Yesterday, the Supreme Court agreed to hear an important affirmative action case, Ricci v. DeStefano. The case involves a challenge to an affirmative action policy in the New Haven Fire Department. Specifically, the Department decided to set aside the results of a promotion test for firefighters when it turned out that what it viewed an insufficient number of African-American firefighters would be promoted if the results were allowed to stand.
I previously blogged about the important constitutional issues at stake in this case here. Once crucial issue is the question of what constitutional standards apply to "race-neutral" employment decisions by government that are motivated by a desire to increase the representation of a particular racial minority group relative to other groups. The government's action was race-neutral on its face because the decision to set aside the test results did not in and of itself involve any racial distinctions; those who passed had their pending promotions set aside regardless of their race. If the action was unconstitutional, it was because of the race-conscious motive underlying the surface neutrality. Since the late 19th century, the Supreme Court has drawn a distinction between government decisions that discriminate openly and those that are neutral on their face but may have been adopted out of racial motives; the Court has traditionally made it far more difficult to win a legal challenge against the latter than the former. However, it has never decided a case of this type in the affirmative action context. Previous Supreme Court cases addressing challenges to facially neutral policies all involved claims that they were pretexts for traditional discrimination against blacks or other minority groups.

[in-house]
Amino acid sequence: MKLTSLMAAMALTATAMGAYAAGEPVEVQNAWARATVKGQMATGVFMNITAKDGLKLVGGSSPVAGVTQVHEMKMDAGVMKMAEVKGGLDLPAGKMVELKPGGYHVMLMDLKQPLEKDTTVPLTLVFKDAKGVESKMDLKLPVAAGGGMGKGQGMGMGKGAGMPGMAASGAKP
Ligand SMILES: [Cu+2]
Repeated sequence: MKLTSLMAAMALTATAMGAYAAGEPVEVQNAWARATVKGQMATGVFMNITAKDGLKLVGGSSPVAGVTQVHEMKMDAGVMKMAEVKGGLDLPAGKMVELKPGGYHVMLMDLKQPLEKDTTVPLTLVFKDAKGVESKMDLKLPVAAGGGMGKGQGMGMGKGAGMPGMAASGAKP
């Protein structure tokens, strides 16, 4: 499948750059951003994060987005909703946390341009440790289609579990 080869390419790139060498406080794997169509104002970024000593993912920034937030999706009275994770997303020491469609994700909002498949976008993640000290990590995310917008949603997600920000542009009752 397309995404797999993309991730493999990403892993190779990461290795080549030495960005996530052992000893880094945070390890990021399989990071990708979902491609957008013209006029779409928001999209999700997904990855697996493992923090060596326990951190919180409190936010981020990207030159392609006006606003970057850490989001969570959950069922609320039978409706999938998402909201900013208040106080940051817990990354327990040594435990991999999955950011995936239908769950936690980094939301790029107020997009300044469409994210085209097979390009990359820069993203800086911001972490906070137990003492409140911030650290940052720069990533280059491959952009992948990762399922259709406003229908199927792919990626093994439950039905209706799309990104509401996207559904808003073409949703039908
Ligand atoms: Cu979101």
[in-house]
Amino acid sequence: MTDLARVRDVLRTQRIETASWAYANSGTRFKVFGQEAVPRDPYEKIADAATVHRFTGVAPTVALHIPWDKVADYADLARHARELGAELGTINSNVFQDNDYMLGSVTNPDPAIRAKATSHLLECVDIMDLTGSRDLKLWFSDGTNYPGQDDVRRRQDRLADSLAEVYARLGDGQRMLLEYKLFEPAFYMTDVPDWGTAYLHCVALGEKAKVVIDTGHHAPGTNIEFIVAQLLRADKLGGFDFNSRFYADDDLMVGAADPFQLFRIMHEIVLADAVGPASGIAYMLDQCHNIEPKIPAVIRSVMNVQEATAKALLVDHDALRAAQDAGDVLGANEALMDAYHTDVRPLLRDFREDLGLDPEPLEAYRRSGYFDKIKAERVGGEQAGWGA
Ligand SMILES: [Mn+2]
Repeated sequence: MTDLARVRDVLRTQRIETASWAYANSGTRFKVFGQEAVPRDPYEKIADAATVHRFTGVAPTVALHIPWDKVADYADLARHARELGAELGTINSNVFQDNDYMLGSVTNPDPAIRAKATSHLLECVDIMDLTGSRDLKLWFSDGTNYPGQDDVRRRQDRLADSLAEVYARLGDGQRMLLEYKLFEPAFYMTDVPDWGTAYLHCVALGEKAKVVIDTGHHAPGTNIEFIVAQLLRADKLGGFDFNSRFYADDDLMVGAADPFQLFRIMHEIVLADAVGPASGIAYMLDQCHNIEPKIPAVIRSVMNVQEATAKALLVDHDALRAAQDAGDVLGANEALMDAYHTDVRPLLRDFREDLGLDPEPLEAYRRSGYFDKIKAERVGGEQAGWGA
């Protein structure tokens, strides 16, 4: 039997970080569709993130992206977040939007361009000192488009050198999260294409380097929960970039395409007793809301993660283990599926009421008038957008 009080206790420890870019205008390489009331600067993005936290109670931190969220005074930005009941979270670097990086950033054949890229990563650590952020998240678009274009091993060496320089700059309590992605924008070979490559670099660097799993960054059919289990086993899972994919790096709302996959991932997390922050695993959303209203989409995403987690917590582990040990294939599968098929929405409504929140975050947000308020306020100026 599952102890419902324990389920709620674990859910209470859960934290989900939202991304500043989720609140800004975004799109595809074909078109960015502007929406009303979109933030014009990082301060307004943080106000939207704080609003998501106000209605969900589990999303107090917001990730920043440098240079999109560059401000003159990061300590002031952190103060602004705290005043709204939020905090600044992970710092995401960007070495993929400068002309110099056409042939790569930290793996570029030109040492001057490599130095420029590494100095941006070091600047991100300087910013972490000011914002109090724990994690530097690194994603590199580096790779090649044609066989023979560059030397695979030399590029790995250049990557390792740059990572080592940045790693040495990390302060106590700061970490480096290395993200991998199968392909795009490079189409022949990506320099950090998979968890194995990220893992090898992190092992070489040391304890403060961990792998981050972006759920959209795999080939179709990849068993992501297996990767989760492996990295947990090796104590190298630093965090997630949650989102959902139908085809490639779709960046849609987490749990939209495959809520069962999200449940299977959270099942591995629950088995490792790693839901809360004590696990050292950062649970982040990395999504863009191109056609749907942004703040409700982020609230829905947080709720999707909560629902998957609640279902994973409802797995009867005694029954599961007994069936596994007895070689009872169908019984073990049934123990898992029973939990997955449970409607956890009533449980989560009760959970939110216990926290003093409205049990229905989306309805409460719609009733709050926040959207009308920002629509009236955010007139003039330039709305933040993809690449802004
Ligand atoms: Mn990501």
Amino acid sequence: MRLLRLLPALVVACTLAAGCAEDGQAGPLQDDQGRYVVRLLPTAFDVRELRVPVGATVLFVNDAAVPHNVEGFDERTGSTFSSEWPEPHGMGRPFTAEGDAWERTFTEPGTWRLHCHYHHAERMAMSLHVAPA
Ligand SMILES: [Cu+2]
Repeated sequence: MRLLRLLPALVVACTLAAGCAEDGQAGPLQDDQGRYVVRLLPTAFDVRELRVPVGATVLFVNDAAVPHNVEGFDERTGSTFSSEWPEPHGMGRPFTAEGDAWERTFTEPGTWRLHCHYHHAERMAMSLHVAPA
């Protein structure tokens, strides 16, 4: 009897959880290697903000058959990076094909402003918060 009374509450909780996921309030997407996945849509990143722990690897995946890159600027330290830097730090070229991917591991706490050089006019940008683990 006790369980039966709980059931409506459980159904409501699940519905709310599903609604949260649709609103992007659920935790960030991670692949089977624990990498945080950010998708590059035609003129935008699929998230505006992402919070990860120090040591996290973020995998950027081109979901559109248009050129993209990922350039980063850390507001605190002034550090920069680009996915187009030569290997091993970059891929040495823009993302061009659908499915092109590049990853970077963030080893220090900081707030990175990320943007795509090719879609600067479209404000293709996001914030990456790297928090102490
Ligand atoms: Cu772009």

A second key question is whether the "diversity" rationale for racial preferences that the Court held to be permissible in state university admissions in Grutter v. Bollinger is also a "compelling state interest" that could justify preferences in public employment. As explained in my earlier post about Ricci, it's much harder to argue that racial diversity is important in a fire department than in a university setting, where the Court concluded that the presence of a "critical mass" of minority students would provide educational benefits for other students.
I'm not categorically opposed to the idea that a target level of minority representation in some types of public employment is essential and could justify racial preferences to achieve it. In my earlier post about Ricci linked above, I suggested several reasons why that might be the case with big city police departments. An overwhelmingly white police department in a city with a large minority population might find it difficult to secure needed cooperation from the citizenry. Affirmative action for firefighters, however, seems harder to defend on efficiency grounds.